But here’s the question: Why would Nigerians knowingly destroy Nigeria’s future by electing a President Tinubu, thereby rendering Professor Osinbajo’s positive confessions utterly hollow?

In his book ‘Enemies of Society’, Paul Johnson said the true essence of democracy is the ability to punish political failure by votes. In fairness, Nigerians did that in 2015 when they denied the rudderless Jonathan administration a second term. Unfortunately, however, because of the flawed choice that the presidential election offered, Nigerians voted out President Goodluck Joathan, but ushered in a far worse General Muhammadu Buhari!

Read also: The growing relevance of election opinion polls in Nigeria

Recently, in his last Independence Day speech, President Buhari self-congratulated himself, saying he bequeathed a country “where all citizens have equal opportunities to achieve their lives’ desires in a peaceful atmosphere.” Yet, here’s a country where despair is forcing Nigerians to emigrate in droves; here’s a country where, according to a recent security situation analysis report, over 6,000 Nigerians were killed in the last 18 months alone!

But the situation won’t be different if Nigerians were to elect Tinubu as president next year. Anyone watching politics closely would have noticed that, even without being president, Tinubu is displaying some of President Buhari’s worst attributes: frequent overseas trips and utter aloofness. He’s frequenting London and refusing to engage with Nigerians and attend events where he’s not the object of adulation.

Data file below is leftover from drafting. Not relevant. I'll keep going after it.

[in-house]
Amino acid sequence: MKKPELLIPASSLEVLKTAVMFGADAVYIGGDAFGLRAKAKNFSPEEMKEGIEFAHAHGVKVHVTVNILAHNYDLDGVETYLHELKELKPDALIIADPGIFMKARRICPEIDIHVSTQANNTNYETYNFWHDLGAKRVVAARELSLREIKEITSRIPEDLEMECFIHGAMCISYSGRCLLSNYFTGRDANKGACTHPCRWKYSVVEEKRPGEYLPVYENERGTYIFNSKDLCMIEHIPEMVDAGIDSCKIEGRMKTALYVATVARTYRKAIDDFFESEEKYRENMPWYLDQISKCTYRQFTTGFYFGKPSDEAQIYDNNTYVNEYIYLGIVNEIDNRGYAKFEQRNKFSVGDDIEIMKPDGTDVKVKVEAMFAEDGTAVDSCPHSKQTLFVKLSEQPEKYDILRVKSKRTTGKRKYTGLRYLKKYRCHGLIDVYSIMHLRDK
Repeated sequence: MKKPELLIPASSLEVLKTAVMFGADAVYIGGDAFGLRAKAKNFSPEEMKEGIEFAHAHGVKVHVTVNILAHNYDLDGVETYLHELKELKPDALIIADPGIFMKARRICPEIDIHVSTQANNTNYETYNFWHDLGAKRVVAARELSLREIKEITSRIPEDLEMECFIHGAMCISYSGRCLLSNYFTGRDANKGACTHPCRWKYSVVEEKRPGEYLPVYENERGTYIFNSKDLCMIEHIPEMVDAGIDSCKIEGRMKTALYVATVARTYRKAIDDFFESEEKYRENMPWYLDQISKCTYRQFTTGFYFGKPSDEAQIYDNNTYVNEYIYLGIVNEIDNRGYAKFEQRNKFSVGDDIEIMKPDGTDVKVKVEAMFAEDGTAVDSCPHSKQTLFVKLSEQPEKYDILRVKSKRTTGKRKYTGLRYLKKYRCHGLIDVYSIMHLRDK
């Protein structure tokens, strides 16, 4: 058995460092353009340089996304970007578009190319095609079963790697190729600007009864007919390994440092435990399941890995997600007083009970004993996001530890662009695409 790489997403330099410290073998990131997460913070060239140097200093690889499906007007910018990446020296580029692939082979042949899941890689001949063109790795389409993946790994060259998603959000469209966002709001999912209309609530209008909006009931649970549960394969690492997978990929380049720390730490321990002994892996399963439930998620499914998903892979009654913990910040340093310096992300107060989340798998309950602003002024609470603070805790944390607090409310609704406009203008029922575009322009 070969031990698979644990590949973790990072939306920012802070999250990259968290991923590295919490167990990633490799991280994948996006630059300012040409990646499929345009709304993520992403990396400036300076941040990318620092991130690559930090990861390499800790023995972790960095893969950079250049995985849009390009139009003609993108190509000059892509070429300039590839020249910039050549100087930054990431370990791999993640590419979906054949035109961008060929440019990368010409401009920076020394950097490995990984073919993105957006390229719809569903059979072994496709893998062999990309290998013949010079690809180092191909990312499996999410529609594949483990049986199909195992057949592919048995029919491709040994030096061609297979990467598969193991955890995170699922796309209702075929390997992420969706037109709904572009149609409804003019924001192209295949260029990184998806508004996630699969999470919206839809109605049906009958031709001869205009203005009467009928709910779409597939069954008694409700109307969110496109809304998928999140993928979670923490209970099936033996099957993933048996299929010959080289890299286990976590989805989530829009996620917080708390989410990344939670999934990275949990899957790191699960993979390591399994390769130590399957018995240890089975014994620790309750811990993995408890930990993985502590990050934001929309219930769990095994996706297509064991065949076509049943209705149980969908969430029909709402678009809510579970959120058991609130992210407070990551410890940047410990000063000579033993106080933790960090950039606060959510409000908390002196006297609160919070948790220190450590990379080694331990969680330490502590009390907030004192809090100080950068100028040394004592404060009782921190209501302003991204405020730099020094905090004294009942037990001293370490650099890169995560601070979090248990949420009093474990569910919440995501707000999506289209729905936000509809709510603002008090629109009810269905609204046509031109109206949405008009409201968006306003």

For instance, Tinubu refused to attend the recent election peace-accord signing event, attended by the other presidential candidates. The pretext was that he was away in London, presumably for medical attention.

Yet, a few days later, he tweeted a video of himself using an exercise bike to prove he’s fit. But if he’s that fit, why did he not attend the peace-accord signing event. Tinubu is behaving with the utter arrogance of someone who believes he will definitely win next year’s presidential election!

Without a doubt, the spirit of 2015 should be upon Nigeria in 2023. Nigerians cannot reward the appalling Buhari administration and the self-interested Svengali, Tinubu, who helped make Buhari president and now claims it’s his turn to become Nigeria’s president. Rewarding them with victory would send a message that Nigeria lacks the will to be great.

So, the ruling APC should not get another term. But if power is denied to APC, it can’t go to PDP, which has learnt nothing from its 2015 defeat, and still appears corrupt and dysfunctional. That leaves us with the only credible “third force”: Peter Obi’s Labour Party! Call it the least bad option, but it would be a sea-change!

Nigeria’s future can only be great, and a new nation birthed, if positive thinking is matched by positive action. The future of Nigeria is in the hands of Nigerians. They must take control of it. When? Well, next year!